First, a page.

Conversion tracking is one of the toughest and most important difference between both platforms. By default Google tracks only the conversions which happened after an ad click. To add the conversions which happened after someone viewed an ad and did not click on it, but went to the website later you need a separate column(View-Through Conversions) which is hidden by default. If you want to see all of the conversions, you must add a column called All Conversions.
Facebook includes all conversions in one column by default. You have to really dig deeper to find the separate numbers from click and view conversions. This makes the initial number of conversions higher and therefore the cost per conversion lower. If you compare it to Google most often you will see a big difference in the conversion number and average cost.
To be able to honestly compare Facebook and Google Ads performance, you must exclude the view-through conversions from Facebook and only compare the click-through conversions vs Google’s default conversion column. You might think, this is too complicated. Believe me, it is worth the effort, as you will be able to compare two equal metricks, which by default settings you don’t. What if we compare the view-through conversions? There is another catch…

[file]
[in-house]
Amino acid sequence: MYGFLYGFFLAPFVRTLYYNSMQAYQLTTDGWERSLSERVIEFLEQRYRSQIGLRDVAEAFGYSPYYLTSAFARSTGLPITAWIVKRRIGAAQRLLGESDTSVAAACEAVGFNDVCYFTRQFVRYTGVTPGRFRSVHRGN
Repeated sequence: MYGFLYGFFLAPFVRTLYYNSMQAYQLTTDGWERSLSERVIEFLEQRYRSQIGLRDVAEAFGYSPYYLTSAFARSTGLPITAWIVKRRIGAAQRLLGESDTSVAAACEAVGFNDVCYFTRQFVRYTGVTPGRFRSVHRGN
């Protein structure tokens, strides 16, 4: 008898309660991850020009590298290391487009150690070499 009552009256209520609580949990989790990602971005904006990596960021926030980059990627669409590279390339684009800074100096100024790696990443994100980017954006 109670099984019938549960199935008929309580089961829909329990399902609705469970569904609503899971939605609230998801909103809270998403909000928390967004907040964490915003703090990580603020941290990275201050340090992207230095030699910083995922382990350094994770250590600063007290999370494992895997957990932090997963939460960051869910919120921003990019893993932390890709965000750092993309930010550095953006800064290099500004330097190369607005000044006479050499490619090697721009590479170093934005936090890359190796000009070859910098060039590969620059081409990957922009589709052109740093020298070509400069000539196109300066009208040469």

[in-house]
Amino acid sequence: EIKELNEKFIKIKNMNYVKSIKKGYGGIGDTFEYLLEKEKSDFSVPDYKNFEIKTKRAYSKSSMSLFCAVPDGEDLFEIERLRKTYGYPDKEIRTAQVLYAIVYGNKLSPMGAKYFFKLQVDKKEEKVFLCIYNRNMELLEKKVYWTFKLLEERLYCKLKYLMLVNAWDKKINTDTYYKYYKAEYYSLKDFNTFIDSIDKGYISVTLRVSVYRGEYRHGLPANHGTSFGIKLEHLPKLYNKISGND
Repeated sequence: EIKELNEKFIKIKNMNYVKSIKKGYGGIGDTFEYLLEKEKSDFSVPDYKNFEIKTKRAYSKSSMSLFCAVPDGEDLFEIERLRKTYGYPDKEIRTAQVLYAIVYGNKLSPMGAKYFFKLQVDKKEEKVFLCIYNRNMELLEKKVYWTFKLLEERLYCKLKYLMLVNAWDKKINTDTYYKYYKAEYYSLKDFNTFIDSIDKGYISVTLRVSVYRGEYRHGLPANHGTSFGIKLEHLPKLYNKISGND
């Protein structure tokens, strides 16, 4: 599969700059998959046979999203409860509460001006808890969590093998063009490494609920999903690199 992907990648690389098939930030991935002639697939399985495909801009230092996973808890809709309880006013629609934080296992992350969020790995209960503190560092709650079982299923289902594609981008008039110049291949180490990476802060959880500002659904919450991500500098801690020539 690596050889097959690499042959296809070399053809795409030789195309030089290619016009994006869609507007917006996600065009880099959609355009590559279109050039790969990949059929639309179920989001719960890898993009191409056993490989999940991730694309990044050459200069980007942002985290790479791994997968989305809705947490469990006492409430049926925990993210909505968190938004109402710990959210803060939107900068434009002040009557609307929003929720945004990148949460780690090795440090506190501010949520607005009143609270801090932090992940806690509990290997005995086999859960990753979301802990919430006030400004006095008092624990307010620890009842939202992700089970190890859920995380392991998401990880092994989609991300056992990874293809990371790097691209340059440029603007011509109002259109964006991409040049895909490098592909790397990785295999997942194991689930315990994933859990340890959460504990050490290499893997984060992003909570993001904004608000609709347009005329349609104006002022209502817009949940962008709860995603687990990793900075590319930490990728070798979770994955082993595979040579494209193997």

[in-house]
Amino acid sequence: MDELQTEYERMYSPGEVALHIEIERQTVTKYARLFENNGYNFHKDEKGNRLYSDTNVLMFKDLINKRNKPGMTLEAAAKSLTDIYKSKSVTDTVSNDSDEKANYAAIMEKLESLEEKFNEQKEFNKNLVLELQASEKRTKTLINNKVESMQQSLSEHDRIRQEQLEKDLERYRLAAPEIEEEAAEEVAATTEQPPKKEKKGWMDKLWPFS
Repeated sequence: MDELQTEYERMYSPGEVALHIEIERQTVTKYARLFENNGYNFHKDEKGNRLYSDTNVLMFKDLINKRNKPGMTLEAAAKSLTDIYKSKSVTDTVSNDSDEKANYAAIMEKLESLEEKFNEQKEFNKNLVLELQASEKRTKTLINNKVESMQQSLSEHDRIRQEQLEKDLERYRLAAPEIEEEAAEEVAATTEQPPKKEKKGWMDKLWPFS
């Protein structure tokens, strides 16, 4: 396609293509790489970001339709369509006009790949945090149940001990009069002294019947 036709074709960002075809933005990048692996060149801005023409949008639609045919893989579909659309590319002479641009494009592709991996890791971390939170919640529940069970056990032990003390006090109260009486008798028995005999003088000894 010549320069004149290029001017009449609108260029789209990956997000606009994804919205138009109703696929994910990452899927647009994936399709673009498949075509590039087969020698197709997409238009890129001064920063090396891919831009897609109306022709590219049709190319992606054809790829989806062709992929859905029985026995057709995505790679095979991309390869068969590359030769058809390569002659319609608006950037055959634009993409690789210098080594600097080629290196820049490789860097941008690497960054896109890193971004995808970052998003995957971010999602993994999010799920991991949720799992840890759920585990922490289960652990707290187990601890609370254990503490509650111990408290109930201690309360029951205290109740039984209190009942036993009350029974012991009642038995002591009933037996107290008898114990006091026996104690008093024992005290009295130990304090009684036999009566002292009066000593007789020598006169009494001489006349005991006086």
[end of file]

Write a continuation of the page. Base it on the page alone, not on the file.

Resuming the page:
Google and Facebook measure views in a completely different way, which can be hugely misleading. Google uses the industry standard measurement for viewability. This means that at least 50% of the ad pixels must be displayed to the user on focus for more than one consecutive minute for an image or more than 2 minutes for a video. Facebook measures a view when any number of pixels form the ad (more than zero) is on the screen for any amount of time. This is obviously a big difference and can lead to a lot of misinterpretations. Facebook is working on a new model to measure viewability, but at the moment while I am writing it every scroll by an ad is measured as a view.
Knowing these differences and how to both platforms work is crucial in order to make informed decisions. However more than 90% of advertisers are not aware of these differences. This causes massive confusion and can lead to unnecessary mistakes and bad judgement.
About me: I am an experienced digital marketing professional and a Googler. I have taught over 3000 people in online marketing, sales and PPC. Get my new book. I blog weekly and teach on Udemy with more than 2,700 students enrolled in my online course. Subscribe to my YouTube channel. Follow on Instagram and Twitter @odolena